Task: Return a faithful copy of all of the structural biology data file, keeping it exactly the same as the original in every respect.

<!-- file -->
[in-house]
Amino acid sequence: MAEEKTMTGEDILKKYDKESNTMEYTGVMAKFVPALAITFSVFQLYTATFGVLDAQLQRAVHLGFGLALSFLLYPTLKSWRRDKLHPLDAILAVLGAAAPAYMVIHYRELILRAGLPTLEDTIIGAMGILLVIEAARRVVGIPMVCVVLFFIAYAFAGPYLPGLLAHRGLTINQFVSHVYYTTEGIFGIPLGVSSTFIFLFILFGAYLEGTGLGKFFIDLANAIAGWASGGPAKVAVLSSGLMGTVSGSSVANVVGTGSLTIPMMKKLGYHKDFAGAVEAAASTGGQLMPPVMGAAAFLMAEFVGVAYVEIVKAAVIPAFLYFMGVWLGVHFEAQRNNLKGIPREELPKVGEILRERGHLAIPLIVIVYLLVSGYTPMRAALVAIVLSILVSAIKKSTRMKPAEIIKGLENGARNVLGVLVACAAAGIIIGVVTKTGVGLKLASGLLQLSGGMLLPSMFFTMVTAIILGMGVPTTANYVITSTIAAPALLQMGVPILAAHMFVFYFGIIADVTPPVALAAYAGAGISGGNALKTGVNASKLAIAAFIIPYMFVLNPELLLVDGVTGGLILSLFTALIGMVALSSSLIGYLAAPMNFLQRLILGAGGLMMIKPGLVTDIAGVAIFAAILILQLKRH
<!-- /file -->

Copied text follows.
[in-house]
Amino acid sequence: MAEEKTMTGEDILKKYDKESNTMEYTGVMAKFVPALAITFSVFQLYTATFGVLDAQLQRAVHLGFGLALSFLLYPTLKSWRRDKLHPLDAILAVLGAAAPAYMVIHYRELILRAGLPTLEDTIIGAMGILLVIEAARRVVGIPMVCVVLFFIAYAFAGPYLPGLLAHRGLTINQFVSHVYYTTEGIFGIPLGVSSTFIFLFILFGAYLEGTGLGKFFIDLANAIAGWASGGPAKVAVLSSGLMGTVSGSSVANVVGTGSLTIPMMKKLGYHKDFAGAVEAAASTGGQLMPPVMGAAAFLMAEFVGVAYVEIVKAAVIPAFLYFMGVWLGVHFEAQRNNLKGIPREELPKVGEILRERGHLAIPLIVIVYLLVSGYTPMRAALVAIVLSILVSAIKKSTRMKPAEIIKGLENGARNVLGVLVACAAAGIIIGVVTKTGVGLKLASGLLQLSGGMLLPSMFFTMVTAIILGMGVPTTANYVITSTIAAPALLQMGVPILAAHMFVFYFGIIADVTPPVALAAYAGAGISGGNALKTGVNASKLAIAAFIIPYMFVLNPELLLVDGVTGGLILSLFTALIGMVALSSSLIGYLAAPMNFLQRLILGAGGLMMIKPGLVTDIAGVAIFAAILILQLKRH